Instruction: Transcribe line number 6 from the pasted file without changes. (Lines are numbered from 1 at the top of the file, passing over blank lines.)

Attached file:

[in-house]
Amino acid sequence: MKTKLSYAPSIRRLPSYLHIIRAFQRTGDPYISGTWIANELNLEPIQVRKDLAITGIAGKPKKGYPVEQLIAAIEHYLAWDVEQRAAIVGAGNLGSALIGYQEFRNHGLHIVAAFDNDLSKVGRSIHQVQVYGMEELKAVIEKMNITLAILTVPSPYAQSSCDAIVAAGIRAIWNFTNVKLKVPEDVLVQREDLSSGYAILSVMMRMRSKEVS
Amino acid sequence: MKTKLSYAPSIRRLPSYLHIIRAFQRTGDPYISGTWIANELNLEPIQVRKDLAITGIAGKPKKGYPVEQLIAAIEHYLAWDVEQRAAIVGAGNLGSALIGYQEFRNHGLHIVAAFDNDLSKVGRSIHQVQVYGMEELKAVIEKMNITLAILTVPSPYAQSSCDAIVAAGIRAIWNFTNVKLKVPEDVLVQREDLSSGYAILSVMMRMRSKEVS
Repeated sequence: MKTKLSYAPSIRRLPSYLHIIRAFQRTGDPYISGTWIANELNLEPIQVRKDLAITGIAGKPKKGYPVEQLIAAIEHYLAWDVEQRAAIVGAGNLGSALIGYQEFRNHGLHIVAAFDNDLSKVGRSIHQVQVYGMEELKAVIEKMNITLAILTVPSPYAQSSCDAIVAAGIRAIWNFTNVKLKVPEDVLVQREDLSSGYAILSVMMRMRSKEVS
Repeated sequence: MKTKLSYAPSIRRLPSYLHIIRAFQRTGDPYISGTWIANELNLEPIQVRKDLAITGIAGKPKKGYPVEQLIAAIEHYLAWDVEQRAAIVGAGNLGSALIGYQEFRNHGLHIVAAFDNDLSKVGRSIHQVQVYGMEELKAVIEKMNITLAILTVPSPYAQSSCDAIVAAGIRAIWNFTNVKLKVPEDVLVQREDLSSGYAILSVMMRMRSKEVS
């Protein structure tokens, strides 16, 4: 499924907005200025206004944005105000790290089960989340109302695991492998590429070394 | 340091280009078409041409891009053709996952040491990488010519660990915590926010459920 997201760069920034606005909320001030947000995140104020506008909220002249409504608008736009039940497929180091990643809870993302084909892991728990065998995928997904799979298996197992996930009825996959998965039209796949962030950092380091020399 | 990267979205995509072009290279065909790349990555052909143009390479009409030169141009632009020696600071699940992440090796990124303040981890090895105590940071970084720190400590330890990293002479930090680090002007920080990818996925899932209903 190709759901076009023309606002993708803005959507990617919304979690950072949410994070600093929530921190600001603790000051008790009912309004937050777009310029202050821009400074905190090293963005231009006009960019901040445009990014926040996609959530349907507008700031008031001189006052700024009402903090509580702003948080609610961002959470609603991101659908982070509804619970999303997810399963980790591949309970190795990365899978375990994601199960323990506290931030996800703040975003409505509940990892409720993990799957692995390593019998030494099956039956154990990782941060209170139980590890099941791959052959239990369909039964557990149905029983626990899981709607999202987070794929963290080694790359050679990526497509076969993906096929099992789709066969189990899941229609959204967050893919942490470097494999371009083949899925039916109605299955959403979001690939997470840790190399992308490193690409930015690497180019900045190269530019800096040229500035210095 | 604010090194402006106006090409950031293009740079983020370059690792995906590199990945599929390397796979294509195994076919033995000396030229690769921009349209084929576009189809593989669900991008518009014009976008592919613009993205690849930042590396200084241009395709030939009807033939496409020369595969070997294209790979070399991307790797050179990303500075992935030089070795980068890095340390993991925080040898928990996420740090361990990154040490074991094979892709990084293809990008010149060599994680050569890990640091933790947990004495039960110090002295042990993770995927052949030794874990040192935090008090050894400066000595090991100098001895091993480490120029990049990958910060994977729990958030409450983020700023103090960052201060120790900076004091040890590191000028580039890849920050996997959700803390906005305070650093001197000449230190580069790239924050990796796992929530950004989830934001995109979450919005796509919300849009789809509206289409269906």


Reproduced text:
């Protein structure tokens, strides 16, 4: 499924907005200025206004944005105000790290089960989340109302695991492998590429070394 | 340091280009078409041409891009053709996952040491990488010519660990915590926010459920 997201760069920034606005909320001030947000995140104020506008909220002249409504608008736009039940497929180091990643809870993302084909892991728990065998995928997904799979298996197992996930009825996959998965039209796949962030950092380091020399 | 990267979205995509072009290279065909790349990555052909143009390479009409030169141009632009020696600071699940992440090796990124303040981890090895105590940071970084720190400590330890990293002479930090680090002007920080990818996925899932209903 190709759901076009023309606002993708803005959507990617919304979690950072949410994070600093929530921190600001603790000051008790009912309004937050777009310029202050821009400074905190090293963005231009006009960019901040445009990014926040996609959530349907507008700031008031001189006052700024009402903090509580702003948080609610961002959470609603991101659908982070509804619970999303997810399963980790591949309970190795990365899978375990994601199960323990506290931030996800703040975003409505509940990892409720993990799957692995390593019998030494099956039956154990990782941060209170139980590890099941791959052959239990369909039964557990149905029983626990899981709607999202987070794929963290080694790359050679990526497509076969993906096929099992789709066969189990899941229609959204967050893919942490470097494999371009083949899925039916109605299955959403979001690939997470840790190399992308490193690409930015690497180019900045190269530019800096040229500035210095 | 604010090194402006106006090409950031293009740079983020370059690792995906590199990945599929390397796979294509195994076919033995000396030229690769921009349209084929576009189809593989669900991008518009014009976008592919613009993205690849930042590396200084241009395709030939009807033939496409020369595969070997294209790979070399991307790797050179990303500075992935030089070795980068890095340390993991925080040898928990996420740090361990990154040490074991094979892709990084293809990008010149060599994680050569890990640091933790947990004495039960110090002295042990993770995927052949030794874990040192935090008090050894400066000595090991100098001895091993480490120029990049990958910060994977729990958030409450983020700023103090960052201060120790900076004091040890590191000028580039890849920050996997959700803390906005305070650093001197000449230190580069790239924050990796796992929530950004989830934001995109979450919005796509919300849009789809509206289409269906």